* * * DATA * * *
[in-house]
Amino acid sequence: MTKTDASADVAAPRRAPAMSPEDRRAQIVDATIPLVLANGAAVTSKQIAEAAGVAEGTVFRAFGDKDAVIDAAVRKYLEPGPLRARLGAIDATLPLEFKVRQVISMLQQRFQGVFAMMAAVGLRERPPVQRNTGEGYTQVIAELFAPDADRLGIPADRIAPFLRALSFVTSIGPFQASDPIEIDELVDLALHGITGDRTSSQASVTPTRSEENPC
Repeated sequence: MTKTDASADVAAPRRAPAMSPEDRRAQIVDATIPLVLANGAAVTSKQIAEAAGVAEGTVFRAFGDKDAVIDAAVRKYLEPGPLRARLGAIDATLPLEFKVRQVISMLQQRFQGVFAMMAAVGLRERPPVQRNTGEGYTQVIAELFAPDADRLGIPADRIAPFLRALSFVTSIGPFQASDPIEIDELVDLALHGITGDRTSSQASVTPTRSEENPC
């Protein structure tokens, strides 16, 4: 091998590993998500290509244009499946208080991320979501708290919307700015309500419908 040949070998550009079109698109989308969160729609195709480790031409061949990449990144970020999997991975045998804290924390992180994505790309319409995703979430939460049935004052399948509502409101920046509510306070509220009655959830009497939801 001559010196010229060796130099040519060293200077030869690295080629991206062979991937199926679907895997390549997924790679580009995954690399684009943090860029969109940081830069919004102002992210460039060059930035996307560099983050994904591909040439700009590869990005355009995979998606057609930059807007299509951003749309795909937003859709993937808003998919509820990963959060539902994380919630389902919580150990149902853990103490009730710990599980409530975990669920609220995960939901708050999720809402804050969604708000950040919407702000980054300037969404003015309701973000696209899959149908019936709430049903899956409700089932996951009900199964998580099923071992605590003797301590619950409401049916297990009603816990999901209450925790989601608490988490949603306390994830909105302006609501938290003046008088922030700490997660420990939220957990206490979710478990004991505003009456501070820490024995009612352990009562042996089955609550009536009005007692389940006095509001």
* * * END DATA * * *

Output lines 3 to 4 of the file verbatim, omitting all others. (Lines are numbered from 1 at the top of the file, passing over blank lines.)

Repeated sequence: MTKTDASADVAAPRRAPAMSPEDRRAQIVDATIPLVLANGAAVTSKQIAEAAGVAEGTVFRAFGDKDAVIDAAVRKYLEPGPLRARLGAIDATLPLEFKVRQVISMLQQRFQGVFAMMAAVGLRERPPVQRNTGEGYTQVIAELFAPDADRLGIPADRIAPFLRALSFVTSIGPFQASDPIEIDELVDLALHGITGDRTSSQASVTPTRSEENPC
């Protein structure tokens, strides 16, 4: 091998590993998500290509244009499946208080991320979501708290919307700015309500419908 040949070998550009079109698109989308969160729609195709480790031409061949990449990144970020999997991975045998804290924390992180994505790309319409995703979430939460049935004052399948509502409101920046509510306070509220009655959830009497939801 001559010196010229060796130099040519060293200077030869690295080629991206062979991937199926679907895997390549997924790679580009995954690399684009943090860029969109940081830069919004102002992210460039060059930035996307560099983050994904591909040439700009590869990005355009995979998606057609930059807007299509951003749309795909937003859709993937808003998919509820990963959060539902994380919630389902919580150990149902853990103490009730710990599980409530975990669920609220995960939901708050999720809402804050969604708000950040919407702000980054300037969404003015309701973000696209899959149908019936709430049903899956409700089932996951009900199964998580099923071992605590003797301590619950409401049916297990009603816990999901209450925790989601608490988490949603306390994830909105302006609501938290003046008088922030700490997660420990939220957990206490979710478990004991505003009456501070820490024995009612352990009562042996089955609550009536009005007692389940006095509001």